Office of Education

Why Your Summer Plans Should Include Summer Reading

By Governor's Office of Education
Friday, May. 6, 2016

Summer break is quickly approaching, and parents are busy loading up on sunscreen and planning fun camps, activities, and vacations for their children to experience. But there is one activity parents shouldn’t forget in all the hustle and bustle of summer planning, and that’s READING! 

Most parents know that the more children read, the better their fluency, vocabulary, and comprehension, and that students who read widely, frequently, and recreationally, tend to be higher achievers, think more critically, and have more empathy for people who are different from themselves. But did you know that children who do not read during the summer months can lose up to three months of reading progress, resulting in a cumulative, long-term effect?

By the end of 6th grade, children who consistently lose reading skills over the summer will be two years behind their classmates. Additionally, children who don’t read proficiently by third grade are four times more likely to leave high school without a diploma than proficient readers, making early grade reading proficiency particularly important in closing the achievement gap.  Adults can help combat this learning loss, or “summer slide,” by increasing children’s access to books, encouraging them to read, and engaging in summer reading together.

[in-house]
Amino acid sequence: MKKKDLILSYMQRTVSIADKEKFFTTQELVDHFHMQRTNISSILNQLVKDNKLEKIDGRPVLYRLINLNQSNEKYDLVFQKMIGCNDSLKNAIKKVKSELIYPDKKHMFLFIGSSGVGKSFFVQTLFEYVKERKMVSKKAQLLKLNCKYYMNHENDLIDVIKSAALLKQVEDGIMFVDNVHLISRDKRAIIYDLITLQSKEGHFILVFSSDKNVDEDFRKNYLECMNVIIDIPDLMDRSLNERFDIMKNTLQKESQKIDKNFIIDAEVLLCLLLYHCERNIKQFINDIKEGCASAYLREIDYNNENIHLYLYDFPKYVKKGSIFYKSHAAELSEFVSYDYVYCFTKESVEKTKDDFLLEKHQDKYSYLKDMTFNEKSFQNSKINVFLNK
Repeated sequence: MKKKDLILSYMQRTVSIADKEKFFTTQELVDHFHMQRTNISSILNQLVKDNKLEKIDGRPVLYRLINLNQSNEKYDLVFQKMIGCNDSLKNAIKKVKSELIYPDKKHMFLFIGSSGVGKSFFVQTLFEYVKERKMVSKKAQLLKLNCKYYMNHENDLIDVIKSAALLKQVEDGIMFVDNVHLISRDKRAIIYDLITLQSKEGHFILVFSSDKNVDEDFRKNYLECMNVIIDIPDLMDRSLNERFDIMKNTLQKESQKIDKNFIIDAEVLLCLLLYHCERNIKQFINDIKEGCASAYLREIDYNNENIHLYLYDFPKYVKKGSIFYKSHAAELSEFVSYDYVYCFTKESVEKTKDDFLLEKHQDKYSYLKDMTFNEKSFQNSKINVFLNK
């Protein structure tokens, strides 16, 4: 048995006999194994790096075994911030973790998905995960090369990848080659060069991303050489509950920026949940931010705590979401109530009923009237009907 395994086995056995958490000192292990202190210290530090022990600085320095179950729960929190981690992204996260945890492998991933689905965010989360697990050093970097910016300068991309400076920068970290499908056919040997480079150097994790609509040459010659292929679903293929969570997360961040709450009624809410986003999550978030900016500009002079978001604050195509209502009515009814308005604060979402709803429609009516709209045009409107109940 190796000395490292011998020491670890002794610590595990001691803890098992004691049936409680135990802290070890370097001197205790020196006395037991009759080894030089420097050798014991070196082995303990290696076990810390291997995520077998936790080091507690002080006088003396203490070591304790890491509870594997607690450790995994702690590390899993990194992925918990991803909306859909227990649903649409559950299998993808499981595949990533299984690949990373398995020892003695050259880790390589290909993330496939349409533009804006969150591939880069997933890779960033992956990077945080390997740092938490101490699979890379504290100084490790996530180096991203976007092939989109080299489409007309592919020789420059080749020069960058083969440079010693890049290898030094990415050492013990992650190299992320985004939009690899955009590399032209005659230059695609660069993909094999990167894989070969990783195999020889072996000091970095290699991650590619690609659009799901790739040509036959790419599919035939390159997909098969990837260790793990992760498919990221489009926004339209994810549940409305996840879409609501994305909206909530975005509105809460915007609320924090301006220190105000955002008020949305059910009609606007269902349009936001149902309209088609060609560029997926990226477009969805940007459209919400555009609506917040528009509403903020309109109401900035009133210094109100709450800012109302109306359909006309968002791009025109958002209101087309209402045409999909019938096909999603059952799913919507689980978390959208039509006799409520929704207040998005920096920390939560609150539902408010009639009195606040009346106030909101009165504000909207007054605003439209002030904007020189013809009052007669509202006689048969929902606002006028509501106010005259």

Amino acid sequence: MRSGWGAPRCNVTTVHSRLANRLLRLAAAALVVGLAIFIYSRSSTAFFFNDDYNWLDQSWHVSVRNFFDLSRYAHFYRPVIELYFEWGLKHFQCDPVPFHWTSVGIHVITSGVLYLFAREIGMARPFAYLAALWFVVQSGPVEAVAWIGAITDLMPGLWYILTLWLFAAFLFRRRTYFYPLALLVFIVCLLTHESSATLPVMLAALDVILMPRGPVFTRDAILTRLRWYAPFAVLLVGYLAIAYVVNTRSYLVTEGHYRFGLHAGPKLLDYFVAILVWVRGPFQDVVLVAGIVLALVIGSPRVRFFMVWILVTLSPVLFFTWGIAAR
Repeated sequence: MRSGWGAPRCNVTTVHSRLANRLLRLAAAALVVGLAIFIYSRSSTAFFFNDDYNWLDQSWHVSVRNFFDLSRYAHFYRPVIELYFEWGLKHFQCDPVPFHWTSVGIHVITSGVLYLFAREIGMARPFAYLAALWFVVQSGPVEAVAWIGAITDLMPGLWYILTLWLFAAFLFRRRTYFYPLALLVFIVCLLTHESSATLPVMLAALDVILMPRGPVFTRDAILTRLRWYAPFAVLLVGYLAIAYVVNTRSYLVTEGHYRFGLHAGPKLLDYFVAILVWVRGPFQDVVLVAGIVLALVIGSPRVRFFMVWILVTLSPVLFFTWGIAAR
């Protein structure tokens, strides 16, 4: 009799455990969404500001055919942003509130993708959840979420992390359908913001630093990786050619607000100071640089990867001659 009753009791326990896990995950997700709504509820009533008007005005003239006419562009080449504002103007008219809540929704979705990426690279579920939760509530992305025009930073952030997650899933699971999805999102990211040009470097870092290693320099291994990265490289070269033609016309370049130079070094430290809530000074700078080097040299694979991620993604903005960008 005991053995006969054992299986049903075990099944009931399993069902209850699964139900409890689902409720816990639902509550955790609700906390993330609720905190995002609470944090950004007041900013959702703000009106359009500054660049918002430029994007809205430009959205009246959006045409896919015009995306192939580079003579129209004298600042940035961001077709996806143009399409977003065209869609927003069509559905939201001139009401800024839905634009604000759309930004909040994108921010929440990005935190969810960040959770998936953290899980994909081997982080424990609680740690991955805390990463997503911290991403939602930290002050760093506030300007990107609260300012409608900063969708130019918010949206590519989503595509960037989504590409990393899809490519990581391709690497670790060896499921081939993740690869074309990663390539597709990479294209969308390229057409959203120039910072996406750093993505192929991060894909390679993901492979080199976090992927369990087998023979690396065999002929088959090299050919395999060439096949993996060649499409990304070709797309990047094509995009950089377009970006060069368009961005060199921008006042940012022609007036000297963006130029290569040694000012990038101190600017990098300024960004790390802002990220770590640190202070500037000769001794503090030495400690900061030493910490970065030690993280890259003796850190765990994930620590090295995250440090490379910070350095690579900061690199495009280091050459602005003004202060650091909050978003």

Summer Reading

We know that reading daily during summer break is the most important factor in preventing summer learning loss, especially for younger children; and children who have easy access to books read more books. Throughout the summer many organizations are encouraging students and their families to participate in summer reading. Governor Doug Ducey and his wife, First Lady Angela Ducey, have launched a summer reading initiative here in Arizona focused on building awareness around the importance of summer reading. As a part of this program, Governor and First Lady Ducey will visit schools throughout Arizona to read to children, and Scholastic Book Company will be donating books to each school the First Lady visits. Programs such as the Scholastic Summer Reading Challenge and Read On Arizona’s Summer Reading Program inspire families to read together by encouraging kids to win recognition and prizes for reading record numbers of books. Many other organizations provide resources to stimulate kids’ love of reading, including Reading RocketsPBS Kids, and Common Sense Media. Public libraries and summer reading grant programs like Reading is Fundamental also help ensure that books are available children, which is a necessary step towards closing the reading achievement gap. 

So this summer, find a library near you, research the best books to spark your child’s interests, get involved in the fantastic summer reading programs out there, and, most importantly, show the kids in your life just how awesome reading can be!

Connect with Us on

Tweets from the Governor